Lot 1 Gilford Castle & Farmland, Lot 1, Gilford, Co. Down

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Region £1,600,000 (€1,825,859)

Detached House
6 Bedrooms, 3 Bathrooms, Detached House

Contact Name: James Butler

Agent: Savills Country Homes

PSR Licence Number: 002223

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Key Features

Exceptional residential
Agricultural & sporting estate
Magnificent castle
About 135 acres/54 hectares
Traditional stable yard
Driven pheasant shoot
Rough shooting
Fishing on the River Bann

Property Description

Spectacular estate with an imposing baronial castle and productive farmland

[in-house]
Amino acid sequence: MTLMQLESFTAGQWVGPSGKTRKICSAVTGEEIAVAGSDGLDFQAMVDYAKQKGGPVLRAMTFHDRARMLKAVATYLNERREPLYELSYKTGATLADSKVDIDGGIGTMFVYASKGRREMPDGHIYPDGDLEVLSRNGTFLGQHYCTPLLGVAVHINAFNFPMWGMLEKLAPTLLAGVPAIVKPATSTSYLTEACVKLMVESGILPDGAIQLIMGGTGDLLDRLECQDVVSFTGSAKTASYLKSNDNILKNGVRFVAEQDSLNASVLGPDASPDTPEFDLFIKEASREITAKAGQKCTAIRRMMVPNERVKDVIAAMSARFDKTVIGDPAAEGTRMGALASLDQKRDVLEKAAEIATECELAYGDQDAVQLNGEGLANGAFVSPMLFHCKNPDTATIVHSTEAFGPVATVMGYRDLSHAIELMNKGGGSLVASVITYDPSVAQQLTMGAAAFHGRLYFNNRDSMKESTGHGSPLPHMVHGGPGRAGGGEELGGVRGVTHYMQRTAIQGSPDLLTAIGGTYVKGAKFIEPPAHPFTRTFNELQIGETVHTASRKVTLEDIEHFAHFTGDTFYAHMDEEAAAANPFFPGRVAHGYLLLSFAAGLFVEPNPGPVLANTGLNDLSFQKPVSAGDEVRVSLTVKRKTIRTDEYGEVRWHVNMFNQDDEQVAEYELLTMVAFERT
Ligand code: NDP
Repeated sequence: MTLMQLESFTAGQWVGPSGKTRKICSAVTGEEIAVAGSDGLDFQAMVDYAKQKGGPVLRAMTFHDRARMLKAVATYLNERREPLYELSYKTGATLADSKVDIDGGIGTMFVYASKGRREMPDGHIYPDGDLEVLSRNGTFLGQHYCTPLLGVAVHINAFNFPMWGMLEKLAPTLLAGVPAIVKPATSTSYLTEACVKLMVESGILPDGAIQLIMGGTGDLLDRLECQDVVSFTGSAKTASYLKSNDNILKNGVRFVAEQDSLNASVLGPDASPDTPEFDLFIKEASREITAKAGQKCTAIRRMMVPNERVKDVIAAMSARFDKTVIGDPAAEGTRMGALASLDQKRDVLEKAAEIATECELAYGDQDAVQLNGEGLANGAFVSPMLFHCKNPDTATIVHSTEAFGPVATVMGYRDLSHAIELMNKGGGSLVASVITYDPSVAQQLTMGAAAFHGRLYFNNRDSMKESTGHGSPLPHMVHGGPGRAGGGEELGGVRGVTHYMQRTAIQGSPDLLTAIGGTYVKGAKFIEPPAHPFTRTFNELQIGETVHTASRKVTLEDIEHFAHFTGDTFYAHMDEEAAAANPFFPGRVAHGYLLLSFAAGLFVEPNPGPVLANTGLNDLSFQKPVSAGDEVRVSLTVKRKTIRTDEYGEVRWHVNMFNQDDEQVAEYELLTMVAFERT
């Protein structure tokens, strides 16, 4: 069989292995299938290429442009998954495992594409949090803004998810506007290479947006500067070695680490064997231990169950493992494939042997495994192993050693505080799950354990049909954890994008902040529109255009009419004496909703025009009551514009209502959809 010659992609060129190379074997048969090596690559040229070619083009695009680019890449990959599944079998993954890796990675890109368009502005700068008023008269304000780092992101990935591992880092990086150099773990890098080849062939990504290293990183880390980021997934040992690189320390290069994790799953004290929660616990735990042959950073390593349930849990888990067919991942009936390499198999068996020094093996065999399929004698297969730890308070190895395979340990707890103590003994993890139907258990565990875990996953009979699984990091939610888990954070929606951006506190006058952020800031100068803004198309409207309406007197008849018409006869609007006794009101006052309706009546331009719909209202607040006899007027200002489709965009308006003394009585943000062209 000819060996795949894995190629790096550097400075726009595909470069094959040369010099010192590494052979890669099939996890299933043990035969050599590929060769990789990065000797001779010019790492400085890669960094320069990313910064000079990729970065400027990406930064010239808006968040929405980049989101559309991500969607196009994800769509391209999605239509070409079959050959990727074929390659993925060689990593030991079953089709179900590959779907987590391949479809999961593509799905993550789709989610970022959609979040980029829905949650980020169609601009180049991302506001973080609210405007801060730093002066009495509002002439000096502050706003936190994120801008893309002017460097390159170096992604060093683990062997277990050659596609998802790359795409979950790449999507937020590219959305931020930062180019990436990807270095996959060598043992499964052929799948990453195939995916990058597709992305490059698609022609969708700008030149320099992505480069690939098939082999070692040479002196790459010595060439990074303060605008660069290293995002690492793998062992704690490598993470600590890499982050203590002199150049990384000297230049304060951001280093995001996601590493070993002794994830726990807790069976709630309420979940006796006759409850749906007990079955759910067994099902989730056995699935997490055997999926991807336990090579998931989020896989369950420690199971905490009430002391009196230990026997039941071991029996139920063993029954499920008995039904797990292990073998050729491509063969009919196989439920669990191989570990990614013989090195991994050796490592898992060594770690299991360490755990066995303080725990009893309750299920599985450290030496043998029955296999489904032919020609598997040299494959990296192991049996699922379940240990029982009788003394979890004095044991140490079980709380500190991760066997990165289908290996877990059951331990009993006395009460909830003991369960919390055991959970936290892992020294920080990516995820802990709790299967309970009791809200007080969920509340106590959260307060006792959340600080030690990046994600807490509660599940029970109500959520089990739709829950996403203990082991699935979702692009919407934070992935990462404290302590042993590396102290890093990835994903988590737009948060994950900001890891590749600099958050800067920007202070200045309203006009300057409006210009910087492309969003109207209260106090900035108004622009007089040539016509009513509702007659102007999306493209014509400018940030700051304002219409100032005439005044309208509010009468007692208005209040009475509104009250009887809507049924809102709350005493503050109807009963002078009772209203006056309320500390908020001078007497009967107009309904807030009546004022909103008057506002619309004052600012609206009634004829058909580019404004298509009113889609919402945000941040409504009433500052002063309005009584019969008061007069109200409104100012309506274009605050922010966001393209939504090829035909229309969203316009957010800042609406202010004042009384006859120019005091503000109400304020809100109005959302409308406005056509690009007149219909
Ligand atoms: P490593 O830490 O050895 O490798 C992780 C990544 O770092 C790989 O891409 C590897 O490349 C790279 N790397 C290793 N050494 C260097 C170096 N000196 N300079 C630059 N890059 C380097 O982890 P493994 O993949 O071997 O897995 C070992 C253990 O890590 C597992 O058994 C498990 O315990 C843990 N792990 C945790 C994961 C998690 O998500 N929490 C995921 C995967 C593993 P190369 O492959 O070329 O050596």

Gilford Castle. The main entrance to Gilford Castle comprises stone piers, iron gates and bell-mouthed stonewalls flanked by mature deciduous trees. A sweeping driveway is lined by mature trees and rises gently to a parking area at the front of the castle. Dating from circa 1865, Gilford Castle occupies a private, elevated position, with its front having a north-westerly facing aspect. The accommodation is predominantly laid out over two storeys beneath an arrangement of pitched, slate roofs at varying levels. It is in a U-shape of a symmetrical design, with a concealed basement and a three-storey bay to the front. The principal accommodation within the castle is presently occupied by the vendors, with two areas adapted to create two flats which connect internally with the principal accommodation. Akey characteristic of the castle is the extent and flexibility of the internal accommodation, with the ability to host large, lavish house parties or, subject to obtaining the necessary planning consent, a variety of commercial enterprises could be run from the castle. While the castle would benefit from renovation, a notable attribute is that it has principally remained unchanged since its original design, with many period features, both internally and externally, retained. Exterior features include two turrets with conical roofs, saddleback coping, cast iron guttering, moulded stone architraves, a porch with impressive stonework, bay windows, a bartizan on acorbelled stone base and tall chimney stacks. Notable internal period features include decorative cornicing and ceiling roses, sash windows, hardwood floors, impressive marble and oak fireplaces, feature columns in the drawing room, architraves, shutters, oak woodwork including paneling, doors and a staircase, which is overlooked by a detailed stained-glass window. The entrance wing includes a hall which provides access to the reception hall - perhaps the most impressive room in the castle. Also accessed from the entrance hall is Flat 1 which was designed to serve as the estate manager' s quarters and has accommodation over three storeys, with the bedroom accommodation on the first floor connecting to the main landing. The principal reception rooms of the castle are accessed off the reception hall and all have aspects of the garden. The original dining room is now used as a sitting room, while the present dining room was formerly the billiards room which includes a centrally positioned domed ceiling light. There is a basement which includes a cellar with original bins. An enclosed courtyard is situated to the rear and is paved with terracotta tiles. It provides access to a range of stores. A second courtyard lies to the south and has an external access which leads to Flat 2. It connects the castle with the traditional range of outbuildings. There is a mains water supply, a mains electricity supply and private drainage. The house is situated within garden grounds laid to lawn and parkland which is interspersed with a variety of mature deciduous tree species.